2017 was a mixed bag. I did get a decent amount of writing done, but as always, not enough. I played a bunch of chess, and studied a lot of chess in the first half of the year, but should have studied more. I found out I'll be losing my day job in early 2018, so that was a bummer.
Videogame-wise, 2017 was a clunker. Just think back to the best games of the year in previous years: 2013 Bioshock Infinite, 2014 Titanfall, 2015 The Witcher 3, 2016 Titanfall 2. There wasn't a game released in 2017 that came close to any of these classics. But we do get to look forward to Red Dead 2, maybe in early 2018, so I guess that makes up for it.
My favorite movie of 2017 was Blade Runner 2049. I was so glad that they nailed that sequel. Easily, the best sci-fi movie in many years.
Favorite TV show? Well that's easy. Game of Thrones Season 7 is just about as good as TV gets.
Goals for 2018?
Well, I gotta find a decent day job. That'll be of primary importance. I'm hoping to pivot out of what I've been doing for such a long time, and get into something a little new and a little more exciting.
I've got a couple of writing projects I'm working on that I want to make significant progress on. I'd like to get a little better at chess. Get in a little better shape. That sort of stuff.
It seems like every year looks like it's going to be a year of transition, but never lives up to that expectation. For good or bad, 2018 will be that transition year for me. I'm excited to see where it leads.
I recently watched the four-part HBO series The Defiant Ones, the doc that tracks the careers of Dr. Dre and Jimmy Iovine. It's pretty darn fascinating.
Director Allen Hughes does a commendable job at structuring the tale which covers Dre's and Jimmy's careers from the beginning, to their intersection, and beyond. Told via interviews of a lot of very famous people who witnessed the duo's rise (Springsteen, Cube, Snoop Dog, Tom Petty, Stevie Nicks, David Geffen, Bono, to name just a few), mixed with fascinating archival footage (Dre spinning records in his youth, Jimmy working on his first big gig with Bruce, etc.), the tale that is told is pretty epic.
We find out that these men went through a lot of pain, a lot of growth, and had to reinvent themselves at several points in their career to stay relevant. Their common denominator: a relentless drive to succeed.
Great fiction usually involves intriguing characters defeating obstacles in order to achieve a goal. The Defiant Ones does exactly that; only it's a tale that really happened. It's a fascinating part of history that can't help but be inspiring.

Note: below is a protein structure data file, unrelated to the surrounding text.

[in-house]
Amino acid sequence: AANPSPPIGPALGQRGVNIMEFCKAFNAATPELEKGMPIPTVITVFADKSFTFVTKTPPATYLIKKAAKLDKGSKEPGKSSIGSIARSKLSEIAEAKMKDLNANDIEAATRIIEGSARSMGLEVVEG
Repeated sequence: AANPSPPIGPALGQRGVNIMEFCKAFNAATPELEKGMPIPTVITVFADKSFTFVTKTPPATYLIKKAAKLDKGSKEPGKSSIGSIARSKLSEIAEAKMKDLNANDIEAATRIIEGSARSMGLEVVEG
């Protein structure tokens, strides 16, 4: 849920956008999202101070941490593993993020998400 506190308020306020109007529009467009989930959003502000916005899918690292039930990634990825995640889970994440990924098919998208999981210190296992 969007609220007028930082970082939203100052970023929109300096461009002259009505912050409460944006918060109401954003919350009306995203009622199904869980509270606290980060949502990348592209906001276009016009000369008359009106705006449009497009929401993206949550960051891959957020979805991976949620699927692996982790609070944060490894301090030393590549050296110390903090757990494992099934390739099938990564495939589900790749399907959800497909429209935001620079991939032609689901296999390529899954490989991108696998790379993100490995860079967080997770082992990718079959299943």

If you have HBO, check it out.
The Hollywood Reporter states: 'The Keepers is fascinating and often gripping because it makes the argument that shining a light on enshrouded horrors takes many forms and doesn't have a statute of limitations, even if the law does.'
Variety calls it 'The best true-crime docuseries yet.'
Time accurately state why The Keepers is superior to another popular Netflix crime docuseries: '...that's the crucial difference between this show and, say, the 2015 Netflix sensation Making a Murderer, whose directors clomped heavily over a complicated story. Their aggressive point of view goaded viewers toward certitude. White, by contrast, isn't asking us to be the sleuths. He's depicting the process of discovery among mourners. The "detectives" we follow are Cesnik's former students who set out to solve the case. This isn't just more respectful to the victim than other true-crime stories, with their breathless delight at new clues. It's also more effective.'
The Keepers is a 7-episode Netflix documentary that explores the unsolved 1969 murder of Sister Cathy Cesnik, who was a teacher at the all-girls Archbishop Keough High School in Baltimore. I won't go into the story, other than it involves unbelievably heinous abuse and cover-up by the Catholic Church, Baltimore Police Department, & the city and state governments. What I will say is that this documentary is leagues above some of the prior crime docuseries that have been so popular of late.
What this documentary does well is it tells the story through recollections of the players involved. It doesn't purposely leave out evidence like Making of a Murderer did. It doesn't force a view down someone's throat. It just lets the story reveal itself, point by point, through people's spoken word. Because the story is so shocking, so horrific, and so engaging, this style works wonderfully.
This isn't a story for the faint of heart. It goes deeply into how purely evil human beings may be. But it's a well-crafted trip, and therefore I highly recommend it. Perhaps a few episodes drag at points, but within moments, they get right back on track.
This isn't a documentary that's going to make you feel good. Nonetheless, it's something I feel should be watched. Yes, you will cringe. But at the end of it, you'll understand a little more about what human beings are capable of doing than you knew before the ride. If you think you can handle it, please give The Keepers a try.